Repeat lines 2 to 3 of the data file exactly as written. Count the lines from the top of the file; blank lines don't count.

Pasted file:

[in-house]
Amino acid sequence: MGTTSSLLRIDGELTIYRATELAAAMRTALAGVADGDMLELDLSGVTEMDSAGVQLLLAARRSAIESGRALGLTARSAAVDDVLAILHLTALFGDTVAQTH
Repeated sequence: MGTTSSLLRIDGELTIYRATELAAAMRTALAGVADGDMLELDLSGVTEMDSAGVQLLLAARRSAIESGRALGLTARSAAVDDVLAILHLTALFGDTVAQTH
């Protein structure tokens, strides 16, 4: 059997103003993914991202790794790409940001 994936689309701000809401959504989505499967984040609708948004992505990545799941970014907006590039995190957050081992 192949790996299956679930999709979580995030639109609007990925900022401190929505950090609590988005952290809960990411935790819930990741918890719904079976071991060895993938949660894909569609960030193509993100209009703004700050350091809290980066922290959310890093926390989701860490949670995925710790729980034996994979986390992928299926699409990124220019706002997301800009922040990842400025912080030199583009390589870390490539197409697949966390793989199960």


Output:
Amino acid sequence: MGTTSSLLRIDGELTIYRATELAAAMRTALAGVADGDMLELDLSGVTEMDSAGVQLLLAARRSAIESGRALGLTARSAAVDDVLAILHLTALFGDTVAQTH
Repeated sequence: MGTTSSLLRIDGELTIYRATELAAAMRTALAGVADGDMLELDLSGVTEMDSAGVQLLLAARRSAIESGRALGLTARSAAVDDVLAILHLTALFGDTVAQTH